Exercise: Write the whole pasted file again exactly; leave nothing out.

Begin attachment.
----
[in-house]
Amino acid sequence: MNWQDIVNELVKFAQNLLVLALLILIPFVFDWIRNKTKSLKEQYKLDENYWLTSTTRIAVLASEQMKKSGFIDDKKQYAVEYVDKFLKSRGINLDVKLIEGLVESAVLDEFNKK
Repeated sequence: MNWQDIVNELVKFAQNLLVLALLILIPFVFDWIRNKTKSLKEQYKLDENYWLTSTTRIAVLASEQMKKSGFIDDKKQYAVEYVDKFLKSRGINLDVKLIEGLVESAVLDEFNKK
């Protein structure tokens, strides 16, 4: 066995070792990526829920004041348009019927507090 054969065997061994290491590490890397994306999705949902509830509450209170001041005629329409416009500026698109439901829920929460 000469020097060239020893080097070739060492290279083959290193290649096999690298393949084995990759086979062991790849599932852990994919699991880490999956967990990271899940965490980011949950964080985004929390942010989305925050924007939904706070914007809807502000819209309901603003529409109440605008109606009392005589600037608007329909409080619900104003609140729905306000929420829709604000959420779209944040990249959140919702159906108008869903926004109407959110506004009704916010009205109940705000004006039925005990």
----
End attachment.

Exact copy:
[in-house]
Amino acid sequence: MNWQDIVNELVKFAQNLLVLALLILIPFVFDWIRNKTKSLKEQYKLDENYWLTSTTRIAVLASEQMKKSGFIDDKKQYAVEYVDKFLKSRGINLDVKLIEGLVESAVLDEFNKK
Repeated sequence: MNWQDIVNELVKFAQNLLVLALLILIPFVFDWIRNKTKSLKEQYKLDENYWLTSTTRIAVLASEQMKKSGFIDDKKQYAVEYVDKFLKSRGINLDVKLIEGLVESAVLDEFNKK
């Protein structure tokens, strides 16, 4: 066995070792990526829920004041348009019927507090 054969065997061994290491590490890397994306999705949902509830509450209170001041005629329409416009500026698109439901829920929460 000469020097060239020893080097070739060492290279083959290193290649096999690298393949084995990759086979062991790849599932852990994919699991880490999956967990990271899940965490980011949950964080985004929390942010989305925050924007939904706070914007809807502000819209309901603003529409109440605008109606009392005589600037608007329909409080619900104003609140729905306000929420829709604000959420779209944040990249959140919702159906108008869903926004109407959110506004009704916010009205109940705000004006039925005990």